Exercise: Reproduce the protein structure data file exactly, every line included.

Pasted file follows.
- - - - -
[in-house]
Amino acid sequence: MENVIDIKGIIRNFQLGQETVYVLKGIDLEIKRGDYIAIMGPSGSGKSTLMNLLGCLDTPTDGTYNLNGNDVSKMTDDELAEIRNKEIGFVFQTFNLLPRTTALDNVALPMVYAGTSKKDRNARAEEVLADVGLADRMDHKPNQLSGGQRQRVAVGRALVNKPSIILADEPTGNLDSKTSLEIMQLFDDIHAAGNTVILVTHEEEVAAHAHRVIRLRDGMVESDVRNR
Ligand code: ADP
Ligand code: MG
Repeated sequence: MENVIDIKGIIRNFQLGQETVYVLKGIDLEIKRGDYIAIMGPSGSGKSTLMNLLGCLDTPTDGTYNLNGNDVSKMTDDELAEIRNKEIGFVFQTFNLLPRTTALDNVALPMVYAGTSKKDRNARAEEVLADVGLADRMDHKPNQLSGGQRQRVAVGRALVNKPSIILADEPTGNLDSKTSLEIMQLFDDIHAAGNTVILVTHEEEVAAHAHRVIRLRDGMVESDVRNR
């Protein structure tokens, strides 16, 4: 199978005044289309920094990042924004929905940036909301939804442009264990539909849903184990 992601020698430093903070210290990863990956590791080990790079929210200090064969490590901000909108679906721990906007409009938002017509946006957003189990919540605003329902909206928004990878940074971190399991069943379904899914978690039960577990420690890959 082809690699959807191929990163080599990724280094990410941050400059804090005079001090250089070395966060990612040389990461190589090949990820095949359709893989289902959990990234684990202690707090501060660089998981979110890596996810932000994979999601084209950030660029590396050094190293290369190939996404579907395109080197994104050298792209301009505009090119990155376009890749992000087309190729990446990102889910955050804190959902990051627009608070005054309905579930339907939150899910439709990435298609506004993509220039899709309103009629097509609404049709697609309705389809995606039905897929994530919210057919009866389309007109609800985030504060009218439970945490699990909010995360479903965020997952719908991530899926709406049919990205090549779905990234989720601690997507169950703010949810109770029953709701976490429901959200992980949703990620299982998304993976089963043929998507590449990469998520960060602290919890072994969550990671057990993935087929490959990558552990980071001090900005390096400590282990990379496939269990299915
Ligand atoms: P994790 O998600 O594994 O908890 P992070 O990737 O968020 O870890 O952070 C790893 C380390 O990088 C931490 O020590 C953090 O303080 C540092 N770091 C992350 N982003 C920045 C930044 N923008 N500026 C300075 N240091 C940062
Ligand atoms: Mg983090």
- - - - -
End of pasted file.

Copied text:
[in-house]
Amino acid sequence: MENVIDIKGIIRNFQLGQETVYVLKGIDLEIKRGDYIAIMGPSGSGKSTLMNLLGCLDTPTDGTYNLNGNDVSKMTDDELAEIRNKEIGFVFQTFNLLPRTTALDNVALPMVYAGTSKKDRNARAEEVLADVGLADRMDHKPNQLSGGQRQRVAVGRALVNKPSIILADEPTGNLDSKTSLEIMQLFDDIHAAGNTVILVTHEEEVAAHAHRVIRLRDGMVESDVRNR
Ligand code: ADP
Ligand code: MG
Repeated sequence: MENVIDIKGIIRNFQLGQETVYVLKGIDLEIKRGDYIAIMGPSGSGKSTLMNLLGCLDTPTDGTYNLNGNDVSKMTDDELAEIRNKEIGFVFQTFNLLPRTTALDNVALPMVYAGTSKKDRNARAEEVLADVGLADRMDHKPNQLSGGQRQRVAVGRALVNKPSIILADEPTGNLDSKTSLEIMQLFDDIHAAGNTVILVTHEEEVAAHAHRVIRLRDGMVESDVRNR
């Protein structure tokens, strides 16, 4: 199978005044289309920094990042924004929905940036909301939804442009264990539909849903184990 992601020698430093903070210290990863990956590791080990790079929210200090064969490590901000909108679906721990906007409009938002017509946006957003189990919540605003329902909206928004990878940074971190399991069943379904899914978690039960577990420690890959 082809690699959807191929990163080599990724280094990410941050400059804090005079001090250089070395966060990612040389990461190589090949990820095949359709893989289902959990990234684990202690707090501060660089998981979110890596996810932000994979999601084209950030660029590396050094190293290369190939996404579907395109080197994104050298792209301009505009090119990155376009890749992000087309190729990446990102889910955050804190959902990051627009608070005054309905579930339907939150899910439709990435298609506004993509220039899709309103009629097509609404049709697609309705389809995606039905897929994530919210057919009866389309007109609800985030504060009218439970945490699990909010995360479903965020997952719908991530899926709406049919990205090549779905990234989720601690997507169950703010949810109770029953709701976490429901959200992980949703990620299982998304993976089963043929998507590449990469998520960060602290919890072994969550990671057990993935087929490959990558552990980071001090900005390096400590282990990379496939269990299915
Ligand atoms: P994790 O998600 O594994 O908890 P992070 O990737 O968020 O870890 O952070 C790893 C380390 O990088 C931490 O020590 C953090 O303080 C540092 N770091 C992350 N982003 C920045 C930044 N923008 N500026 C300075 N240091 C940062
Ligand atoms: Mg983090």